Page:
Staying Home Instead
Encountering Different Expectations
From: NEW BEGINNINGS, Vol. 19 No. 3, May-June 2002, p. 102
"Staying Home Instead" is a regular feature of the magazine NEW BEGINNINGS, published bimonthly by La Leche League International. In this column, suggestions are offered by readers of NEW BEGINNINGS to help parents who choose to stay at home with their children. Various points of view are presented. Not all of the information may be pertinent to your family's life-style. This information is general in nature, and not intended to be advice, medical or otherwise.
I take my two-year-old everywhere with me with no problems. She also has one short weekly stay at a community center, where she enjoys herself socially and gets along well with peers. I am proud of my child and of my own parenting. However, I have a friend who told me she does not want her child to play with my daughter because she feels her behavior is a bad influence on her child-and she implied others feel the same. I feel this parent has overreacted to typical toddler squabbling and behavior, but maybe there's something I'm missing. What do you do when your child becomes a villain to other parents?
You sound confident that your child's behavior, while not perfect, is age-appropriate. Although your friend's words must have been unpleasant to receive, it is good that she was honest with you. Perhaps her expectations are too high or she is worried about her child having a negative experience or being harmed.
Some first-time mothers of toddlers can take toddler aggression personally and judge the child based on it, while many mothers who have already dealt with toddlers may view toddler behavior as a phase which passes and does not necessarily indicate future behavior. Disputes among young children are inevitable, but can be best handled with the assistance and intervention of attentive and caring parents.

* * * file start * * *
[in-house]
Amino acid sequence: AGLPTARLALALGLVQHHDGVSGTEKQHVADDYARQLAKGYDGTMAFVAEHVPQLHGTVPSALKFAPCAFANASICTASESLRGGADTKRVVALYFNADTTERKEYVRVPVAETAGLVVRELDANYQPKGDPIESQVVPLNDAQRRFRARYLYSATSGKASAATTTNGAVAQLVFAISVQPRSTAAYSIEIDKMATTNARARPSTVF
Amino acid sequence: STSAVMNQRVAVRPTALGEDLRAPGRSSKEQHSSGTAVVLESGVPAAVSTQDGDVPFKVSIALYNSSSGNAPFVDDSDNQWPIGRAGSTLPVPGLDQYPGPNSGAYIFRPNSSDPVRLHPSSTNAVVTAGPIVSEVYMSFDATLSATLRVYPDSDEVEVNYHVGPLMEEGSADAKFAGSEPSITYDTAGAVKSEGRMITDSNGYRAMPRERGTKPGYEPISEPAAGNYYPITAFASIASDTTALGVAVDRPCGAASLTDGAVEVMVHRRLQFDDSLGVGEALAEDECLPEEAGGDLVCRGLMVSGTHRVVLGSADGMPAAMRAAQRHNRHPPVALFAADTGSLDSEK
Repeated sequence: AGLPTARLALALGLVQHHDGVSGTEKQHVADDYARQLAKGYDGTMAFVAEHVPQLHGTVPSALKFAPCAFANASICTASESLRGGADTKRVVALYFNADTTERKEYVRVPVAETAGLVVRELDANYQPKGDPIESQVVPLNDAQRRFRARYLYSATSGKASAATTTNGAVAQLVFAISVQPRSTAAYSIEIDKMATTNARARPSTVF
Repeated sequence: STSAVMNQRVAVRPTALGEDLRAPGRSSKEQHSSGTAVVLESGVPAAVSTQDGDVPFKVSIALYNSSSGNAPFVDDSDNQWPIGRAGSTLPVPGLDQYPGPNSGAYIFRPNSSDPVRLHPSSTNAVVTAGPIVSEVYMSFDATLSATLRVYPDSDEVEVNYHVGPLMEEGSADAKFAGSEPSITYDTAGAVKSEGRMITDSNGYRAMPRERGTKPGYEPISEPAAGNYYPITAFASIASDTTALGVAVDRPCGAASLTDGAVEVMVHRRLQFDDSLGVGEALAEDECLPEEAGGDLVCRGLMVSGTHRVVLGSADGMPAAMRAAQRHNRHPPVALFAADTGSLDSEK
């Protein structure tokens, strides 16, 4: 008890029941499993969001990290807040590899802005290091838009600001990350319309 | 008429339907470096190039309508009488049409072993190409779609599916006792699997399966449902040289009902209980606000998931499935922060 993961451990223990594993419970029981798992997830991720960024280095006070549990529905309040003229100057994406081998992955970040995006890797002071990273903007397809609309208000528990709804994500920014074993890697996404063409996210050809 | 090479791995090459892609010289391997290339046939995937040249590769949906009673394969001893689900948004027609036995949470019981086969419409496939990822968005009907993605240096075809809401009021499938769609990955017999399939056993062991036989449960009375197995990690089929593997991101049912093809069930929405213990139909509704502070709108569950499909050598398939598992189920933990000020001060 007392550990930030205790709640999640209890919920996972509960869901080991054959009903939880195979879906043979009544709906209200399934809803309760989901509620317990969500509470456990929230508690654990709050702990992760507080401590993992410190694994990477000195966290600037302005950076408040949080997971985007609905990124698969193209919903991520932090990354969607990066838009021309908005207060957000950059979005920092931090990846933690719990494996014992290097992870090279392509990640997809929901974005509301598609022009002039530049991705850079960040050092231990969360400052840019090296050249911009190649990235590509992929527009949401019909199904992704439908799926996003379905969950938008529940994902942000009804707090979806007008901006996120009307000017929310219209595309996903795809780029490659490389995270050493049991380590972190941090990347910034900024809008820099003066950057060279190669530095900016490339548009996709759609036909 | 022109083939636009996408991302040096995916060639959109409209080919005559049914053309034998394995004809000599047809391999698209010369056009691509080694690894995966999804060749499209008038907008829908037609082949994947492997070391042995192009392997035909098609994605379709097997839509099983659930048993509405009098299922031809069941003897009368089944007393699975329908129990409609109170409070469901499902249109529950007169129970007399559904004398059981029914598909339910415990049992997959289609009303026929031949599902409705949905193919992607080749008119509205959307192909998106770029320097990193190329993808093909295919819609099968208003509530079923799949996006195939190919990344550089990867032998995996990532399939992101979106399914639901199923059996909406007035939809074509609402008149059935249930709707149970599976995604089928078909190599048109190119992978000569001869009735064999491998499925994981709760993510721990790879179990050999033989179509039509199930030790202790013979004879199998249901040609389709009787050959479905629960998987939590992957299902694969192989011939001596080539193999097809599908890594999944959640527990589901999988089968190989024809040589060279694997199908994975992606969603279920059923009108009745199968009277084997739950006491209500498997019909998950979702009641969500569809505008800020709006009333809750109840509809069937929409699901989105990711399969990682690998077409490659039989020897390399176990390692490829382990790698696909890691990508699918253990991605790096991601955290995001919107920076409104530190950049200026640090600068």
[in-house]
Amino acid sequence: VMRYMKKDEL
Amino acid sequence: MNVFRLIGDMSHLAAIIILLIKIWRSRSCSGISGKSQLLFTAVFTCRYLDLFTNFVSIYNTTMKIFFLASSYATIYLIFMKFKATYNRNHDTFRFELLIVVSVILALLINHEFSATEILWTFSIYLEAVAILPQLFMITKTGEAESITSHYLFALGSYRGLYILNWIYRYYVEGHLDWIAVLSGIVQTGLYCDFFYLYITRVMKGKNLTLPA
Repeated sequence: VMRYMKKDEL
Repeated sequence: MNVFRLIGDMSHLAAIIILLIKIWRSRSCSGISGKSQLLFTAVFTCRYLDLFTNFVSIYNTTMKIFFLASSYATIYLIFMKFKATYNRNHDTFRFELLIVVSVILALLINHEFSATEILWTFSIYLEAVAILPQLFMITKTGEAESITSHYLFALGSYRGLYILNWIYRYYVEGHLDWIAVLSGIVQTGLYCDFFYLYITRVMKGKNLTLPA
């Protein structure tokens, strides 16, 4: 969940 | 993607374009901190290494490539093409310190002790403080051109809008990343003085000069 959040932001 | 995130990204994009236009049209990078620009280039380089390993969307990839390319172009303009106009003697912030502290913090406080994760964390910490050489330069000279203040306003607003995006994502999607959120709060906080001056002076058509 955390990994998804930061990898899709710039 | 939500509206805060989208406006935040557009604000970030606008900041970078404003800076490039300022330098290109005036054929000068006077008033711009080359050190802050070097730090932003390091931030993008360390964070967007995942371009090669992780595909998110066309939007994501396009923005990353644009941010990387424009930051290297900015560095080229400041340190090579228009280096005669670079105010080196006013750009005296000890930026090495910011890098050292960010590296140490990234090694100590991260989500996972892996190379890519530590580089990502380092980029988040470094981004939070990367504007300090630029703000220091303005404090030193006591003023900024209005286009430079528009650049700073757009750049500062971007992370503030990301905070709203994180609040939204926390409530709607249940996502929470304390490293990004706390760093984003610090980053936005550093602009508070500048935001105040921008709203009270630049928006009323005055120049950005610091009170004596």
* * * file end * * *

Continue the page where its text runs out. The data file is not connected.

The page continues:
Perhaps you could consider discussing your thoughts with your friend and asking for specific suggestions she may have which would allow her to be comfortable. A two-year-old is starting to understand expectations, so discussing the rules before entering the play date may greatly benefit you.
Quick intervention on your part can help teach your child what is and is not acceptable and limit negative effects on others. Taking your child with you to a separate room when problems arise may help defuse the situation more quickly and make your words more effective. You may also watch carefully to try to predict and prevent negative behavior by your child. Hunger, over stimulation, and fatigue often contribute to outbursts, especially with young children. Breaking for a snack or leaving after a short visit can help you all have more positive play experiences. Best of luck with this difficult but temporary situation!
If you are comfortable with how you are raising your child, if you are comfortable with how she interacts with other children in general, if you believe your child is learning how to socialize appropriately-because it is learned behavior, not innate-then perhaps your friend is the one who will need to decide what to do. Be prepared, though, because she may well decide not to spend time with you and your daughter.
However, if you can look at this situation from your friend's perspective, it might be helpful for you later. There surely will come a time when your daughter is around someone or finds herself in a situation you might not feel is a "good influence" for some reason. Your choice then might be to avoid that child or situation, or it might be a good time to help your child begin making choices about what she will do when she is faced with behavior that is different from how you hope she will act.
I have three children ages eight, four, and two and your situation reminded me of several experiences I've had over the years with my children. When my daughter was four, I was telling a co-worker about how frustrated I was when it became clear my daughter was too immature for the academically based preschool I had chosen for her. My co-worker told me how upset she was when her first babysitter decided she could no longer watch her son because he cried too much. When I didn't understand the connection, she replied, "This was the first time someone rejected my child." You are probably hurt. I would draw on the fact that you are generally comfortable with your daughter and your own parenting.